Producing dairy foods requires natural resources such as energy, land and water so food can travel through the supply chain from farm to table. The dairy community takes environmental stewardship seriously and is committed to contributing to sustainable food systems. Becoming environmentally friendly is a journey that evolves with science and new innovations and demands commitment and continuous improvement. Here’s a snapshot of what the dairy community has done, is doing and is planning to do in the future to continuously improve its environmental efforts:
Dairy farmers have a long legacy of environmental stewardship. Even before anyone knew what a carbon footprint was, dairy farmers have improved breeding techniques, quality animal care, specialized feeding practices and technology. As a result, each gallon of milk produced in 2007, for example, required 90 percent less land and 65 percent less water, with a 63 percent smaller carbon footprint than it did in 1944.
Building on this legacy, the Innovation Center ? a collaboration of U.S. dairy companies, cooperatives and stakeholders ? made a shared commitment to sustainability in 2008 by creating the Sustainability Alliance. Among other things, members agreed to make dairy foods available in ways that enhance and protect our natural resources to nourish a growing population.
The goals of the Sustainability Alliance are grounded in sound science. Before the Alliance was formed, the Innovation Center conducted a comprehensive life cycle assessment of farms, transportation and dairy companies to measure the industry’s carbon footprint. This baseline data, published in 2007, showed that the dairy sector contributed about 2 percent of total U.S. green-house gas (GHG) emissions and used about 5 percent of total water withdrawal. Understanding the LCA allowed the dairy community to set a voluntary goal to reduce GHG emissions 25 percent from 2007 to 2020.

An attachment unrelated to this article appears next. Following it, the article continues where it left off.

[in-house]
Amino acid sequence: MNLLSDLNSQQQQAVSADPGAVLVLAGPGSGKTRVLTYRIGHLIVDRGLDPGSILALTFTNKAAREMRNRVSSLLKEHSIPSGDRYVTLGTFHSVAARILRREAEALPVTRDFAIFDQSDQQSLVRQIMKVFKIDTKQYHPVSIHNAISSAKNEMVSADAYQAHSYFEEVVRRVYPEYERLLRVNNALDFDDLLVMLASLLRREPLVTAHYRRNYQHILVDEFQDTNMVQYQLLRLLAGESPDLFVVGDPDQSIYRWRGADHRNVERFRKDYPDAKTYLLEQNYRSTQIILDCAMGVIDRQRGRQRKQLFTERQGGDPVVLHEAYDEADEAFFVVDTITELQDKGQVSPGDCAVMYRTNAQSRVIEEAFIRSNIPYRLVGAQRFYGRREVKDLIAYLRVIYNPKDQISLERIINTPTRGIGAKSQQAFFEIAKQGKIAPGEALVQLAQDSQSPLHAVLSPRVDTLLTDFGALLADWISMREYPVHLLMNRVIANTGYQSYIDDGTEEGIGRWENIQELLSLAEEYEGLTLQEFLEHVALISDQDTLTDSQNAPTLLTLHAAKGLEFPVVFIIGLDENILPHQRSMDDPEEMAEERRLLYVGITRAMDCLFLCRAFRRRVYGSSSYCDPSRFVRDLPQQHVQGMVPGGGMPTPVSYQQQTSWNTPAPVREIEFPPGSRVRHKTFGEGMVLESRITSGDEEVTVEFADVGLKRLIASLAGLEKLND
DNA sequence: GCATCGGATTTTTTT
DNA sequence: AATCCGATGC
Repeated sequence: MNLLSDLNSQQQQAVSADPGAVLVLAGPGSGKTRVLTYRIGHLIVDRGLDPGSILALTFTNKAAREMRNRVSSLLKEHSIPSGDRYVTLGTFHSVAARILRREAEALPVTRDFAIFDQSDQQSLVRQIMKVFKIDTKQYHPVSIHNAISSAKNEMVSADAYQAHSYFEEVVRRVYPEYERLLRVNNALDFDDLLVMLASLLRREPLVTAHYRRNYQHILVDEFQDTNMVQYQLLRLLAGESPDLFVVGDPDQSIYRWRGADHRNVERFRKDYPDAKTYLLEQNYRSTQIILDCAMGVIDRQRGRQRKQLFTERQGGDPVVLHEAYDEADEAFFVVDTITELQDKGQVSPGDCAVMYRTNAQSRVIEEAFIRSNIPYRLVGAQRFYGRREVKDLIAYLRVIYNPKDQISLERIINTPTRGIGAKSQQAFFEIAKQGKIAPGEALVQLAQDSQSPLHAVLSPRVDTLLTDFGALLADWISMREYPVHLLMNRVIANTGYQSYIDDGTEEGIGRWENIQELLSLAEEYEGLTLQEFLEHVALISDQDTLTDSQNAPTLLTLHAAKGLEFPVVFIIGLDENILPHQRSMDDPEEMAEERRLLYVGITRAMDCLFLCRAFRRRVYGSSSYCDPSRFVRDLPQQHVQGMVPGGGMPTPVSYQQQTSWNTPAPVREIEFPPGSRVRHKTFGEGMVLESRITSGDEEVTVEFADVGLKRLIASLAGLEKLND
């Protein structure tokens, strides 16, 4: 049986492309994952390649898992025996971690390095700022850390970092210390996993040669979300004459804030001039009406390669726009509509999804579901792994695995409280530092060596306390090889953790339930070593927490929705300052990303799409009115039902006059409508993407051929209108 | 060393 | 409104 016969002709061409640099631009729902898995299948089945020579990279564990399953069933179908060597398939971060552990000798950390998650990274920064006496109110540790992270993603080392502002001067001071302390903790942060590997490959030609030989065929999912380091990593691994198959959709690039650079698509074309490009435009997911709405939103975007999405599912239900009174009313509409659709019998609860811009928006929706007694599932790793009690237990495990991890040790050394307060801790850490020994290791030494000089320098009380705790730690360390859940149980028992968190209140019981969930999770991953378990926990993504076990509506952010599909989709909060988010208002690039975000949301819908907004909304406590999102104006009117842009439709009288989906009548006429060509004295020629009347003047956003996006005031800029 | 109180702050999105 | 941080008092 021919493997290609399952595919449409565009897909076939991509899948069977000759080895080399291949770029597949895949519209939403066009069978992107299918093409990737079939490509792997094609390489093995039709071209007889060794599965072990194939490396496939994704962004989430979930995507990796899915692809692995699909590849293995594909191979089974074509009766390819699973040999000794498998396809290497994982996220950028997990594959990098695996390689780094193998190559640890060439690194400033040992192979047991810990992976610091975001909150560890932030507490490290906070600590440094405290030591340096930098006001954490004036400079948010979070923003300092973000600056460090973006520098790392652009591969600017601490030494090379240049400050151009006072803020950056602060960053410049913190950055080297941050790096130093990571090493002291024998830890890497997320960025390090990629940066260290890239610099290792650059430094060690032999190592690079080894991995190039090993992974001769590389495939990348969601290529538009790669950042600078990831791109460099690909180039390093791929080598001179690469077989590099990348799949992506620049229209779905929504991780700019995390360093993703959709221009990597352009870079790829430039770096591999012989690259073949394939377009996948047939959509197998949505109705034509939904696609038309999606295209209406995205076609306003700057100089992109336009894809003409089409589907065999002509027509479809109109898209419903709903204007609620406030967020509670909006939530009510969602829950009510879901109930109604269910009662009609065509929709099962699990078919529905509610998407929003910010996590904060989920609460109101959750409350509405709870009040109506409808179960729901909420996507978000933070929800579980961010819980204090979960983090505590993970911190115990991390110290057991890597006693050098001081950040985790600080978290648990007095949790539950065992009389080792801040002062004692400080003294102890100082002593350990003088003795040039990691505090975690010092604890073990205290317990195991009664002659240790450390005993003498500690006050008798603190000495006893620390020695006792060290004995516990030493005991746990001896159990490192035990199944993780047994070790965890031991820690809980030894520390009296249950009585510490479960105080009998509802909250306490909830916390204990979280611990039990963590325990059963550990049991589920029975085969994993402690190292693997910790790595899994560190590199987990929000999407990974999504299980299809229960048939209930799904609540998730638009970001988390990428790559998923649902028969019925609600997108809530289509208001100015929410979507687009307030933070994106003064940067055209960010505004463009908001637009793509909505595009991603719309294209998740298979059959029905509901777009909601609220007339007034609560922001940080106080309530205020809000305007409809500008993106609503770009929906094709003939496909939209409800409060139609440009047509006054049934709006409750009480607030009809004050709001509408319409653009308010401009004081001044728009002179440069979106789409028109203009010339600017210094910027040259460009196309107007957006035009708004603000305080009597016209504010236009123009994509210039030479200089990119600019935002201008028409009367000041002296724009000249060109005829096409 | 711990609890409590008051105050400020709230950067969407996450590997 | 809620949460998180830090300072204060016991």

Guided by research and input from stakeholders, the Innovation Center board identified three environmental priorities to address: GHG emissions, energy use and water quality and quantity. They developed and completed several projects to reduce emissions and energy use and fostered partnerships to accelerate progress toward common goals of environmental stewardship.
Looking ahead, dairy farms and companies will continue to use the Stewardship and Sustainability Framework for U.S Dairy to set performance baselines and measure improvements on the field, on the farm and in dairy companies along the supply chain. Ongoing research will continue to advance the science and understanding of dairy’s environmental impact and help evolve best management practices.
Of course, dairy’s environmental footprint is part of a multi-dimensional approach to achieving sustainable food systems ? it’s also about the contribution to nutrition, public health, social wellbeing, economics and thriving communities.
(National Dairy Council. For more information, see nationaldairycouncil.org.)